The Sad Girl

I have a story for you, of a young girl who was sad, I said.

     Did you know her? you asked.

     No, well – yes and no.  I feel like I know her.

     Why was she sad? you asked.

     You have a lot of questions, I said.  Are you going to let me tell this story?

     You smiled and tucked your feet under you on the couch.  OK, you said, I’m ready.

     The sad girl was seventeen.  Her hair was long and the color of cedar and her eyes were molten amber and full of tears.

     I did this for him, she said, her face tight with pain. She was left alone, on the bed, the hotel room window shut to the noises of the street, which seeped in anyway, a tuneless hum of muted voices and car horns.

     She curled up in a ball, only removing her high topped shoes, and pulled the bedspread up to her chin. She was grateful she had not needed a coat hanger or knitting needle.   She waited – for the pain to go away, for the awful smell of antiseptic to leave her nostrils, for the white coated doctor’s brusque treatment of her to fade.

    I’m not liking this story, you said.

    Hold on, I said.

      The sad girl slept for ten hours.

     A gentle knock at her door, the turn of a key, a quiet voice asking, May I come in? He was tentative, gentle, perhaps a little embarrassed. It’s just me, he said.  Are you ready to go?
     Was he the one? You asked.

     No, I said. A friend.

      The friend gathered her carpet bag and helped her up, descended in the elevator to the waiting taxi, and to the train which took them north.  To her mother. Her mother anguished, disapproved, both of these things at once, because she loved her.

      She was lucky, I said. Above all she was loved.

      What did the mother know? you asked.

     The mother knew the man her daughter loved was powerful. She believed he would honor the engagement and marry her daughter. She also knew he was keeping his distance in spite of his promises to visit, to take over the family business.

     Did the sad girl ever get better? you asked.

     Not while the pain in her heart filled her head with despair, I said.

     I miss him so, the sad girl said, crushing a cherry colored petticoat to her face, hiding her amber eyes, hiding in her room, remembering this gift from him had thrilled her to melt into his arms.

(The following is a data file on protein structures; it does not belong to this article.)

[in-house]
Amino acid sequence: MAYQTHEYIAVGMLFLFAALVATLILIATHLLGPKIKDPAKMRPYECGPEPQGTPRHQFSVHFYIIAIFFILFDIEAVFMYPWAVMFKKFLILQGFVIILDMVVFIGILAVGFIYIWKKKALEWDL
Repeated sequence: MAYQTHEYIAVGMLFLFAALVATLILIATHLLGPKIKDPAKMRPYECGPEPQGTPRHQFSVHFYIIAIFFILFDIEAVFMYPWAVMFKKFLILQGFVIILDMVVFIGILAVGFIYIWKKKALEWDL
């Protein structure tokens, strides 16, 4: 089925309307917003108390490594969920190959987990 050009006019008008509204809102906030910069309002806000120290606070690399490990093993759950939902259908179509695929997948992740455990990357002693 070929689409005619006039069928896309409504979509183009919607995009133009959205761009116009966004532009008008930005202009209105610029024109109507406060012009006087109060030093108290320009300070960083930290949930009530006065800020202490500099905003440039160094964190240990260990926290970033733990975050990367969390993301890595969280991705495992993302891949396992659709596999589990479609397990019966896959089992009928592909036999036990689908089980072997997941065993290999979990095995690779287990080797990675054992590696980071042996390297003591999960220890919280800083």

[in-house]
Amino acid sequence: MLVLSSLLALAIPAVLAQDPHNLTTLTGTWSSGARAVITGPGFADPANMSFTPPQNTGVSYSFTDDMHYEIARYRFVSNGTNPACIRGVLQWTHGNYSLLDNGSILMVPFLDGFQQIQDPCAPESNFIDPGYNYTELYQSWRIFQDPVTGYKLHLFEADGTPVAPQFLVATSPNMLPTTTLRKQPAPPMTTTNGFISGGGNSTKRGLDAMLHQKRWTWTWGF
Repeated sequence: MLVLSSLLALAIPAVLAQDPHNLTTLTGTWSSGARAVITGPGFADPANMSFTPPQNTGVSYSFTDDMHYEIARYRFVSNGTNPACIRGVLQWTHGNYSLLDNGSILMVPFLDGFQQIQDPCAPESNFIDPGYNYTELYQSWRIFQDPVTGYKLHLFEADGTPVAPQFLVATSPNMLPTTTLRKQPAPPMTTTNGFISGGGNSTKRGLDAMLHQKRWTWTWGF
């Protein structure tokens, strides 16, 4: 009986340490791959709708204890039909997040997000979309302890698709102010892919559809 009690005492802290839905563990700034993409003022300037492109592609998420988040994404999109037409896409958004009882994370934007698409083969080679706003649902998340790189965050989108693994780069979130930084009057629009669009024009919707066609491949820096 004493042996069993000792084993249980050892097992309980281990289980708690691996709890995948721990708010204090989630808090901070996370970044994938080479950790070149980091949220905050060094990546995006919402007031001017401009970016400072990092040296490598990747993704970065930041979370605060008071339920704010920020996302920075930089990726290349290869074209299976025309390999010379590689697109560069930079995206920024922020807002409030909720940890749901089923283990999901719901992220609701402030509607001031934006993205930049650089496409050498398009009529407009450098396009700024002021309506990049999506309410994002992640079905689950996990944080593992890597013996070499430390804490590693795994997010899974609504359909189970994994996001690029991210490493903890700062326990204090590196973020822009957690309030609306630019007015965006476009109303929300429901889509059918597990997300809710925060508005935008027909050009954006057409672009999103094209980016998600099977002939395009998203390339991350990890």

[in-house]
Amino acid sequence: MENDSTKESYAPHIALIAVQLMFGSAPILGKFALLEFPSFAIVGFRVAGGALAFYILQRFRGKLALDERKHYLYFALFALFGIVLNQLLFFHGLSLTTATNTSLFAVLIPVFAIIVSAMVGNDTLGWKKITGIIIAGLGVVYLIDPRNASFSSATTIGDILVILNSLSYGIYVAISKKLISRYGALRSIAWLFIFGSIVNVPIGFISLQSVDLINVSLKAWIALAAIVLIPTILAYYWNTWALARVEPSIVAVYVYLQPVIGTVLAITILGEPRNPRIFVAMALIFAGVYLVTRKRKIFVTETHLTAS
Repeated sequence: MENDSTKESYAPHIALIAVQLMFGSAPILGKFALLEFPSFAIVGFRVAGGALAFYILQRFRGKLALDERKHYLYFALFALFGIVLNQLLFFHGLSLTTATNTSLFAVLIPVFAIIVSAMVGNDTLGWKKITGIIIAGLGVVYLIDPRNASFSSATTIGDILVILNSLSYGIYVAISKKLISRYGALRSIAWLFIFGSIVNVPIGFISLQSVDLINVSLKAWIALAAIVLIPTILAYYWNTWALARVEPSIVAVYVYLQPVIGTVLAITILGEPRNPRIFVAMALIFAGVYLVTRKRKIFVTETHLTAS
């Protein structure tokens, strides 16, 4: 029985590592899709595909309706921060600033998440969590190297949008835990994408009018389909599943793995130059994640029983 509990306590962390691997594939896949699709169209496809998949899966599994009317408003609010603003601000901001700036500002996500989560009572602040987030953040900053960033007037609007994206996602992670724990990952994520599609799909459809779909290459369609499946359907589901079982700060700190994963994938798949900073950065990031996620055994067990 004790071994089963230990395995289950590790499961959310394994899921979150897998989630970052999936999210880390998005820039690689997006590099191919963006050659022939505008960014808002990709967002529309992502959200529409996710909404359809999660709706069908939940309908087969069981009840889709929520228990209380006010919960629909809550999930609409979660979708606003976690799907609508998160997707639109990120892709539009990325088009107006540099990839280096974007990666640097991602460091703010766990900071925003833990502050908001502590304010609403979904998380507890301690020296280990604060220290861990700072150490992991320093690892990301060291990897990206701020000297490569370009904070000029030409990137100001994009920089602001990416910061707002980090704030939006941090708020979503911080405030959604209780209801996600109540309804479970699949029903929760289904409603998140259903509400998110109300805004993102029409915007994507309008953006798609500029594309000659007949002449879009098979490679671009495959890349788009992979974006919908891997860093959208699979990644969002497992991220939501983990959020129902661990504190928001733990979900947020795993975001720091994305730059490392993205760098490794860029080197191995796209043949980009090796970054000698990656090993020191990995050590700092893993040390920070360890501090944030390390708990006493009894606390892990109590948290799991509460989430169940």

I am waiting, she wrote to him, and I am pretending you are here with me, playing cards, singing songs, cuddling on the couch.

     When are you coming? She wrote to him, penning her letters with desperate death wrapped in dark hilarity, wiping tears with embroidered hankies.

     Between broken depths of sleep which left her bereft of hope his letters said, not now.

     You can’t go out, her mother shrieked. Whatever would he think? Give him no excuses. Wait, her mother pleaded.

     Her mother let the friend visit from time to time, in the parlor, with tea. She could hear her daughter weeping between words. The friend was kind. He listened.

     My God, you said.  I hope you tell me she survived.

     She did, I said. But it was a near thing.

     The friend said, He’s not worth it. The sad girl forgave herself, though she continued to love the man who had left her cruelly alone, who had married someone else.

      Her mother unlocked the door to sun and sweet breezes. She knew the only man her daughter loved was not coming.

      I do this for me, the sad girl said, and found a man to marry.   She sang him songs and walked with him through pine forests.

      She had a little girl. She named her after the only man she really loved.

     They lived happily for a few years, in the very town where the only man she had ever loved lived with his wife and children.

     I don’t understand the power of that love, you said.

     Nor do I, I said.

     The sad girl’s husband died when the little girl was three. She moved back in with her mother, who was content to have the family snug under her roof, for she was getting old and needed comfort.   

     The little girl was happy when her grandmother gave her kisses and her mother tucked her in every night with lullabies, and cousins came over to play.

      The sad girl grew happy going out to teas again, appearing in the social columns, as she had before, before the cherry petticoat. Until the day she married again.

     I sense more sadness is coming, you said.

     He was a drinker, I said.

     Is that it? you asked.

     No, I said.

     The sad girl died of cancer after two years of marriage.  Her mother was too ill to take care of the little girl who was eleven. The cousins would not take her in. The stepfather sent her away.

     What a terrible life, you said.

     I know, I said.

     So, that’s the end? you asked.

     I smiled. No, I said.

     The little girl did not have a happy life, but she grew up and found someone to marry, had a girl of her own.

     You looked at me with eyes of molten amber and full of tears and hair the color of cedar.

     Sometimes it takes a very long time to get to a happy ending, I said.